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15

Bachelor of Fine Art, MADA

By Alice Mawhinney

28 January 2021
  • Josh V.E., Rory Maley, Leonie Leivenzon, Alexis Kanatsios

Walking round the Monash end-of-year show, four works caught my eye. It was about 3 weeks into lockdown 2.0 when Victorians started clearing out their hard rubbish and every suburban street became a smorgasbord of used chairs: self-portraits of their idiosyncratic owners. Leonie Leivenzon’s series Certain Chairs transforms junked chairs into sculptural artworks, opening up new possibilities and meanings for the once-functional objects. Images of the sculptures have been presented in the gallery as a stack of posters that viewers can take away (think Félix Gonzáles-Torres), presenting questions about the afterlifes of both objects and artworks.

Leonie Leivenzon, Certain Chairs Series, 2020, installation of printed posters, A3.

Rory Maley’s mapping works look like a mix between a Joseph Cornell box, an Aby Warburg mnemosyne atlas and a detective’s investigation board. A collage of photography, spray paint, flow charts and mind maps, the works attempt to organise the arbitrary, mapping space – public and private, internal and external. The spray paint makes you think urban, though perhaps as in construction and not graffiti. They’re a painted arrow marking the new lanes on a road freshly constructed by the artist, a post-internet way of consuming space: a bombardment of various random finds all connected through a behind-the-scenes network.

Rory Maley, Maps Series, 2020 mixed media on MDF.
Josh V.E., Composition in blues, yellow, brown, red & black, 2020, house paint on wooden boards, 4x2m.

In the following room, Josh V.E.’s Composition in red, blues, yellow & black also makes me think of mapping, marking off different territories in block colours with a black line around its border. Josh’s work is akin to an urban mural. The abstract blocks of colour, title and drips speak to the western canon (namely modernism). There’s also a brief moment of passage by which the paint cheekily traverses the end of the installed plaster wall onto the gallery wall. It’s a witty move - a kind of transgressive and transcendental “Josh was here 2020” that immediately makes your inner bureaucrat wonder: was that allowed?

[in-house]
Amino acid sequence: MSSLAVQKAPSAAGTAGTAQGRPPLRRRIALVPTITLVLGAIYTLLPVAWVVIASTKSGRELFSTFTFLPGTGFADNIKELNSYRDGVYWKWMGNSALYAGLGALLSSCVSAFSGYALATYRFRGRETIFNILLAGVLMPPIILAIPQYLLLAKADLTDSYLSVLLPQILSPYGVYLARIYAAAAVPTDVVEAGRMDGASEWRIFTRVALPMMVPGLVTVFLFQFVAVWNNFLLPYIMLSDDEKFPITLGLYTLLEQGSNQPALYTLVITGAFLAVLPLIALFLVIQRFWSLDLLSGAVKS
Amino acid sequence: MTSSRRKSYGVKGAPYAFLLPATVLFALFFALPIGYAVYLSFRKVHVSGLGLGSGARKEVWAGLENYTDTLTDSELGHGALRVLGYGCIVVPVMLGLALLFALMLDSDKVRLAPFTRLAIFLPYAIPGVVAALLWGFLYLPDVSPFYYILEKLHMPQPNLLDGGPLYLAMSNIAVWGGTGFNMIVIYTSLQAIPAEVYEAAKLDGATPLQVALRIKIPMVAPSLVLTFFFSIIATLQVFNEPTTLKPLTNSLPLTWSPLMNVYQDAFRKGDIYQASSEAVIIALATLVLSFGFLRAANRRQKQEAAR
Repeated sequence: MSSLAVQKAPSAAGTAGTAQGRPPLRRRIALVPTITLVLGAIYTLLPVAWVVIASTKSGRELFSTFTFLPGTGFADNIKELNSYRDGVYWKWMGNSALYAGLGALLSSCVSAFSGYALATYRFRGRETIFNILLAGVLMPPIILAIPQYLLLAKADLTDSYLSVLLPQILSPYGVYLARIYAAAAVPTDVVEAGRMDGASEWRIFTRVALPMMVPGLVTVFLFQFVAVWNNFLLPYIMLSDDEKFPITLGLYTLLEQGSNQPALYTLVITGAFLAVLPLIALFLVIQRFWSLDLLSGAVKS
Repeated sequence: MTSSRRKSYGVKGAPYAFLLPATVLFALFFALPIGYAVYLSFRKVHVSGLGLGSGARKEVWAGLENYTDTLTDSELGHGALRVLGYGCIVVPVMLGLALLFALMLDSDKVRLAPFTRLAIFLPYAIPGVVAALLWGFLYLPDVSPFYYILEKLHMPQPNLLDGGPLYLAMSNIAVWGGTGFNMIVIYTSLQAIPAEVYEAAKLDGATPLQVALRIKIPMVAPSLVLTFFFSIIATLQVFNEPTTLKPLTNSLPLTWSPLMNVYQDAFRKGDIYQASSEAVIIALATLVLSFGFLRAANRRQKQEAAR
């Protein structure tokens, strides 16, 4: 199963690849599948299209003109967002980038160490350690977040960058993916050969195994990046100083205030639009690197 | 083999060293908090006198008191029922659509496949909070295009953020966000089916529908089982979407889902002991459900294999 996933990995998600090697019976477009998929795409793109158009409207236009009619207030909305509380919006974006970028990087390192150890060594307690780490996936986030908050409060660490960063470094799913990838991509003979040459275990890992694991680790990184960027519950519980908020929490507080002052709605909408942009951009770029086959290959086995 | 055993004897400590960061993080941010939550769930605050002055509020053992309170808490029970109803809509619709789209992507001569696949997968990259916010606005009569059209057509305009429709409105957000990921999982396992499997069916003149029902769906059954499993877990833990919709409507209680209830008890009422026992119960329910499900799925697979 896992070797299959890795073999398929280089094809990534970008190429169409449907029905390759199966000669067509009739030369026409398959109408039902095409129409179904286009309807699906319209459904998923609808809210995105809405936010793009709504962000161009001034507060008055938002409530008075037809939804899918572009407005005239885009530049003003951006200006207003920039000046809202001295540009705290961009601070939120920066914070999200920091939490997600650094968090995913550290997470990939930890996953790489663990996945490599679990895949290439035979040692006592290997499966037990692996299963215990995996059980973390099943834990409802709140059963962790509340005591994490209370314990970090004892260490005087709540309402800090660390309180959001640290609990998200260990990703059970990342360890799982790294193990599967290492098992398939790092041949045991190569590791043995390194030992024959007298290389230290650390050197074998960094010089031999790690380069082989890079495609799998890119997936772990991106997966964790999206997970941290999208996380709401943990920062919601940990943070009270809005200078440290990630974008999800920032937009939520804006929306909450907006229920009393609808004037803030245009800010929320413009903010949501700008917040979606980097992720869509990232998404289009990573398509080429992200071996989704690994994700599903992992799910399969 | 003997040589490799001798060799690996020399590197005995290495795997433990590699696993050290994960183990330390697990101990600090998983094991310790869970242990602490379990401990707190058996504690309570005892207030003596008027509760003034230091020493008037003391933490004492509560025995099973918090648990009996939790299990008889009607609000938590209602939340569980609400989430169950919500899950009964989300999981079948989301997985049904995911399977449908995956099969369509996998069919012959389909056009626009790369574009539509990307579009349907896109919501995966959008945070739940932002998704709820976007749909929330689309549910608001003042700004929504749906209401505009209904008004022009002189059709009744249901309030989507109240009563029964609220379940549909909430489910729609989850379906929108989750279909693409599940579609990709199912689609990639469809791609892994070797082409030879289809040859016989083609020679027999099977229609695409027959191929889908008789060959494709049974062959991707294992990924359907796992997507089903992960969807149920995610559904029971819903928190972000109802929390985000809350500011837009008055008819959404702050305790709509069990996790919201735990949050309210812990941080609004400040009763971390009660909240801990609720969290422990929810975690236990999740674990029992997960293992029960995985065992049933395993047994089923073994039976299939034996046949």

Alexis Kanatsios, Untitled (1), 2020, 3D printed ABS filament, PVC pipe, perspex, acrylic, glaze, clay 150 x 30 x 30 cm & Untitled (2), 2020 EVA foam, styrofoam, PVC pipe, foamcore, acrylic, glaze, clay 150 x 30 x 30 cm.

Admittedly, it was only on my second lap round the MADA space that Alexis Kanatsios’s works caught my interest. Kanatsios’ practice is concerned with materiality, form, cultural symbols and objects “ambiguous enough to allow and instigate continuous observation”. This shows. Two tennis-ball yellow canvases are hung next to a few large dart-like objects. On the canvases there are small rectangular symbols with corners framed by black lines that make your post-digital brain think QR code. Most notable is the work titled Open Design System. Squeezed into the corner above a sink as if the sink itself was an installation, a PSP sits at the top of the pyramid like structure: a shrine to the 2000s.

Alexis Kanatsios, Open Design System, 2020, sony PSP 2000, reflective bicycle tyre adhesives
15 x 10 cm.

Considerations of space (urban/domestic, public/private), culture/society, the polysemous nature of objects and their form/function were all themes threading through the MADA grad show. From my urge to sift through the chair posters or pick up the javelin/dart object, to smirking at Josh’s cheeky wall marking, what struck me the most was the affective quality of the artworks: their agency, and their relational nature with the viewer. It’s just not the same through a 13-inch screen, is it?

Alice Mawhinney is a dancer/curator primarily concerned with embodied knowledge and relational aesthetics.

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